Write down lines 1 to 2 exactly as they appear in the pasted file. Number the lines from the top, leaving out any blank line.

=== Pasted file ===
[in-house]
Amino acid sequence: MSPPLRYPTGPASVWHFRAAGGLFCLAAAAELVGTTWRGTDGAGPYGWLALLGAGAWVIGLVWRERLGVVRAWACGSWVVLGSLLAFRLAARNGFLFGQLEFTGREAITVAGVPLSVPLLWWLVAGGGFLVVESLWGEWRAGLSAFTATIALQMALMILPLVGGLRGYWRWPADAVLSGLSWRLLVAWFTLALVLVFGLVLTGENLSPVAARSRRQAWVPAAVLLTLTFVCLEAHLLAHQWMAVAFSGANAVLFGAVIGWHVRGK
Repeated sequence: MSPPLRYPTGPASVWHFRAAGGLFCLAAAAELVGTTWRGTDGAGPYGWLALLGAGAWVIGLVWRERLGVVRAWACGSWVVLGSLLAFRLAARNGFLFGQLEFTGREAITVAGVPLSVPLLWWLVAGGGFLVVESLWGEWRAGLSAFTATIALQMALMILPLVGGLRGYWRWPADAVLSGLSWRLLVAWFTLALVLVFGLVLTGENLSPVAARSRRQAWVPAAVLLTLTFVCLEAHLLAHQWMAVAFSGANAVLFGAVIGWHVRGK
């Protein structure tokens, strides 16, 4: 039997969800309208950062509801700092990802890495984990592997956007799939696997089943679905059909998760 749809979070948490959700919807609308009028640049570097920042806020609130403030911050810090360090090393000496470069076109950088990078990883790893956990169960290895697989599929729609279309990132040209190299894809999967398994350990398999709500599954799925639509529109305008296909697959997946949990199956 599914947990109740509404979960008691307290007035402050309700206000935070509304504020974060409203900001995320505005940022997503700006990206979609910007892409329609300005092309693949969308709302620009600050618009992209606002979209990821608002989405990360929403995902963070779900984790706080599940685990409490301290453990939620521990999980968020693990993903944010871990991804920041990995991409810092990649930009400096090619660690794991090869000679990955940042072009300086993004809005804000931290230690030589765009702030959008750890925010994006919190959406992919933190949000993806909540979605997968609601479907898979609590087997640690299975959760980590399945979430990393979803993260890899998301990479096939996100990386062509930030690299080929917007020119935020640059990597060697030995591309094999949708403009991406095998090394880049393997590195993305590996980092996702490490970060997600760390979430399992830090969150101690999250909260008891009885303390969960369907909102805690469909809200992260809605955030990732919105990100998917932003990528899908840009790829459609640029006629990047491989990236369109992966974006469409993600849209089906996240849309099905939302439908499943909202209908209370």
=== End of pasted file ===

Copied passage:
[in-house]
Amino acid sequence: MSPPLRYPTGPASVWHFRAAGGLFCLAAAAELVGTTWRGTDGAGPYGWLALLGAGAWVIGLVWRERLGVVRAWACGSWVVLGSLLAFRLAARNGFLFGQLEFTGREAITVAGVPLSVPLLWWLVAGGGFLVVESLWGEWRAGLSAFTATIALQMALMILPLVGGLRGYWRWPADAVLSGLSWRLLVAWFTLALVLVFGLVLTGENLSPVAARSRRQAWVPAAVLLTLTFVCLEAHLLAHQWMAVAFSGANAVLFGAVIGWHVRGK